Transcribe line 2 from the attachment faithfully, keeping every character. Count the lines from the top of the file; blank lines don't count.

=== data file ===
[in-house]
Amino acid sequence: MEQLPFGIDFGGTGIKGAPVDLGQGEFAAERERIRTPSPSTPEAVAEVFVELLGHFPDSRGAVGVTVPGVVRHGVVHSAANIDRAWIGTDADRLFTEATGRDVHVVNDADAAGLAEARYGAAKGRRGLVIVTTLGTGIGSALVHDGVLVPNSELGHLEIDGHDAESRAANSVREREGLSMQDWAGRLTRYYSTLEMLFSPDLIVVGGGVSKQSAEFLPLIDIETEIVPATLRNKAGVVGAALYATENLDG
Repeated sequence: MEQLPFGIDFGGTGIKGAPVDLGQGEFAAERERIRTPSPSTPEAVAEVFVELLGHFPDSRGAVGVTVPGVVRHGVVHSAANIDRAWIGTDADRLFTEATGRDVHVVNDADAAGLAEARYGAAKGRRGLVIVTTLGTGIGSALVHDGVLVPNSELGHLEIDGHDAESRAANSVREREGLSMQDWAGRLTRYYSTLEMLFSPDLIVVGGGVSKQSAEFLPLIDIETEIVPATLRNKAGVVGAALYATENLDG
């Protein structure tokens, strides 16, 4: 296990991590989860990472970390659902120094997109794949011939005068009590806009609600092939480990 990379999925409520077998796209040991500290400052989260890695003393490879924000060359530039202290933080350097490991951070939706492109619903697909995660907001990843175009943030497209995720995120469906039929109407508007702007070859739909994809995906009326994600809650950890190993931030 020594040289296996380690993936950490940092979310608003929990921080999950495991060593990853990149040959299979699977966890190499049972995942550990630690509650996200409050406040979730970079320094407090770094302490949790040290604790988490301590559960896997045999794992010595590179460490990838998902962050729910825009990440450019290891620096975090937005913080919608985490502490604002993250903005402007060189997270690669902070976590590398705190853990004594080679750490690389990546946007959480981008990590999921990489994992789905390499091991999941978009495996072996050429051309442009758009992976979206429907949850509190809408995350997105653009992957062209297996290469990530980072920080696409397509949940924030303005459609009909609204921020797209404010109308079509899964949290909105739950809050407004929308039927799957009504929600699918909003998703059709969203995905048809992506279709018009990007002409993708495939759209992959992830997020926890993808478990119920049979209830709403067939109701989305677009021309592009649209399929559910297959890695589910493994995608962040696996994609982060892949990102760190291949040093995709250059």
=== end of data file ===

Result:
Amino acid sequence: MEQLPFGIDFGGTGIKGAPVDLGQGEFAAERERIRTPSPSTPEAVAEVFVELLGHFPDSRGAVGVTVPGVVRHGVVHSAANIDRAWIGTDADRLFTEATGRDVHVVNDADAAGLAEARYGAAKGRRGLVIVTTLGTGIGSALVHDGVLVPNSELGHLEIDGHDAESRAANSVREREGLSMQDWAGRLTRYYSTLEMLFSPDLIVVGGGVSKQSAEFLPLIDIETEIVPATLRNKAGVVGAALYATENLDG